An unlikely rapper picks up the mic, finds his true voice

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As part of our series Age of Expression, teen artists from around Southern California share stories about the art they create and why they do it. Listen to the first installment in the series, on a young poet who used her art to help her adjust to life in the United States. 

When Tobias Hess first started rapping, his peers didn't take him seriously. He found it a little embarrassing. 

"I’m very skinny, very obviously Jewish, I wear goofy clothing," said Hess. "So it was just funny. It felt like I was a white-boy parody of a rapper."

Hess has learned to cut out those voices and the 16-year-old recently started putting his music out there on his SoundCloud. 

As a music producer and rapper who is also gay, he is developing a unique voice. 

"My life experiences may not directly pertain to what hip-hop is generally known to be," Hess said. "But you can frame any story in an interesting, reflective way. So why don’t I – instead of talking about what my life isn’t – talk about what life is."

Hess will soon begin his junior year at Wildwood School in West Los Angeles. His love of music goes back to when he was four years old, tinkering around on the piano. He started taking lessons and always liked to make up songs. When he was 10, his piano teacher suggested he start composing on the computer; that opened up a whole new world.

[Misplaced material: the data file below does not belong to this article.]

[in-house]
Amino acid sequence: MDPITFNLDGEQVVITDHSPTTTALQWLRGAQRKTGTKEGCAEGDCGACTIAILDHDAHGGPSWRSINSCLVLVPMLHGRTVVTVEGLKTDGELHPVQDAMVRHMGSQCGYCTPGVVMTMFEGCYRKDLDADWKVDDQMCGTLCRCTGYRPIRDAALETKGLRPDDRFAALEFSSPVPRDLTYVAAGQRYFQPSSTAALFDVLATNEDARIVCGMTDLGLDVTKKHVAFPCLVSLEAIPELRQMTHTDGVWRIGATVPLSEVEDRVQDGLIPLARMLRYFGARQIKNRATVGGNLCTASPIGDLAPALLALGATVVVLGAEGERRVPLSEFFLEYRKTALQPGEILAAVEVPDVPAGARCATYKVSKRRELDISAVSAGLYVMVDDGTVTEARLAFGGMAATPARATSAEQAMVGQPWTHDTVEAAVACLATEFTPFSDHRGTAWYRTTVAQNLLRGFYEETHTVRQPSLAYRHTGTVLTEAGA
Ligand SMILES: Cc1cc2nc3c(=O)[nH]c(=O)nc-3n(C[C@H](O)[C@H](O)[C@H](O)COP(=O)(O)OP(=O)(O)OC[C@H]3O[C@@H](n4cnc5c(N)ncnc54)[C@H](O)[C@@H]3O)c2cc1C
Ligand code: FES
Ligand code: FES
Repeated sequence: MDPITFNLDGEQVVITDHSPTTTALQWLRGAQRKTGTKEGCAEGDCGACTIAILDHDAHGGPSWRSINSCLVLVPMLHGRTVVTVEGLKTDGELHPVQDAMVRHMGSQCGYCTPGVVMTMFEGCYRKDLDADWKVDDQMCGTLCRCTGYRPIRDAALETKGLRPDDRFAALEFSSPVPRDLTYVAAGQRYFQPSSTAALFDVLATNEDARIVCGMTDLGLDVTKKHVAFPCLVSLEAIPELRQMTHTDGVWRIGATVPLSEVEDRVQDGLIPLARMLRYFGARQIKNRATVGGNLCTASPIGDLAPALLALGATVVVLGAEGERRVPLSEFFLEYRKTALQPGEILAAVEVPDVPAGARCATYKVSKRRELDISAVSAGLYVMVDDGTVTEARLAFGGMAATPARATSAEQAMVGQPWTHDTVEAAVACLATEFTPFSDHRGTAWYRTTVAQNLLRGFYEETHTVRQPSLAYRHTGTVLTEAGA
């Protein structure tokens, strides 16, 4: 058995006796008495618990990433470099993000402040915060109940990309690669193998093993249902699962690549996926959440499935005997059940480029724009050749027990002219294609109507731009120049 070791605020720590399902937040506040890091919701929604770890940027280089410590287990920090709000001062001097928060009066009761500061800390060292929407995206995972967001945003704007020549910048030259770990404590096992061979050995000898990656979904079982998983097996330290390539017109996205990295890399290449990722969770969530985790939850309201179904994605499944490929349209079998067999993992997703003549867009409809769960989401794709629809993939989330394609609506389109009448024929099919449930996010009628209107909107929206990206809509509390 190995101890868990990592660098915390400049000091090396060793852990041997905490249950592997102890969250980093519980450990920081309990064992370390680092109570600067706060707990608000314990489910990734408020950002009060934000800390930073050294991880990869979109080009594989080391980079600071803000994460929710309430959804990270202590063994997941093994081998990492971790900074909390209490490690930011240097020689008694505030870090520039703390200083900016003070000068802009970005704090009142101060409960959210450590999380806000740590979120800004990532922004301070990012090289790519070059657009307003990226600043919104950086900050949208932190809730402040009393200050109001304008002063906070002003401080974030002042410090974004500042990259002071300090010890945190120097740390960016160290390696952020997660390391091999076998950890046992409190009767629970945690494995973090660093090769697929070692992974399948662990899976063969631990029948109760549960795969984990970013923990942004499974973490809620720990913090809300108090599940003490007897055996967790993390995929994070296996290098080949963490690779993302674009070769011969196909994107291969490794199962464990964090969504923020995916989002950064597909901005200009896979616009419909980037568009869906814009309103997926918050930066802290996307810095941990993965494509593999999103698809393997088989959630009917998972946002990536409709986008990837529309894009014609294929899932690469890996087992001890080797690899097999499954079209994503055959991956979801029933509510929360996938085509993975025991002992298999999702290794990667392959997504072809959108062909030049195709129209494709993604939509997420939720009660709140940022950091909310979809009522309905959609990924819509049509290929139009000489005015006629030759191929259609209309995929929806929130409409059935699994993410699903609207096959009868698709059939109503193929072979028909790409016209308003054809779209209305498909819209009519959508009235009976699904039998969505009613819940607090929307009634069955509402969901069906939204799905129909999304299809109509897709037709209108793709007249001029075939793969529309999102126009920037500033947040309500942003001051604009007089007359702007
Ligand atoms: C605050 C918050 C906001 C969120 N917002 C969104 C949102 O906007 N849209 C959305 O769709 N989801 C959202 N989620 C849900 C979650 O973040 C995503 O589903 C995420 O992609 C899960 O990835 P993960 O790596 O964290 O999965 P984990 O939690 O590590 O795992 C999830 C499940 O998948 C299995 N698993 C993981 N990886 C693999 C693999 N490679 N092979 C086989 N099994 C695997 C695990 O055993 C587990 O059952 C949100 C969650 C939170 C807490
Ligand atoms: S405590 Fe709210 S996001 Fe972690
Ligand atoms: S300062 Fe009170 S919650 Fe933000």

"It’s just pretty insane: I can access any sound in the world," said Hess. "It’s intimidating, but it’s beautiful and freeing and really cool."

Hess was mentored by Kip Blackshire, a musician and producer who's working with Prince and Dr. Dre, and takes classes with the Young Producers Group, a program that teaches kids about electronic music. 

Hess talked with KPCC's Priska Neely about embracing his identity as a rapper and what he hopes to accomplish with his music. 

INTERVIEW HIGHLIGHTS

On the stories he wants to tell with his music

A lot of crazy things happen in teen life in Los Angeles. I don’t think everyone knows that. You know, drugs are extremely readily available, there’s this whole terrible Instagram culture that I don’t think adults have any knowledge of. There’s like a whole pop culture within the teen world.

I’m really interested in the duality of music that sounds fun, but has something deeper to it.

Things change a lot when you’re kind of coming of age and figuring yourself out. I feel like me and all my friends and everyone I know has changed so much in a year.

LISTEN TO "MOTHER TIME" - Warning: contains explicit lyrics

On being a 'gay rapper'

I came out about a year and a half ago. ... The whole “gay rapper” thing is something I’m still figuring out right now cuz I think that is an interesting part of my identity, especially as a rapper. I mean, hip-hop has a terrible reputation with homophobia. Yes, that’s part of my identity but I also want to be a fully rounded artists who talks about other things, other than that.

Both my identity as a person and my identity as a musician collided to form something that’s really my unique voice. And now when people make a little joke, like “Oh did you write that?” After I perform or something or like, “Oh I didn’t know you were a rapper, that’s really funny." I don’t even give that any validation because I know that I’ve worked really hard and have found something that’s true to me.

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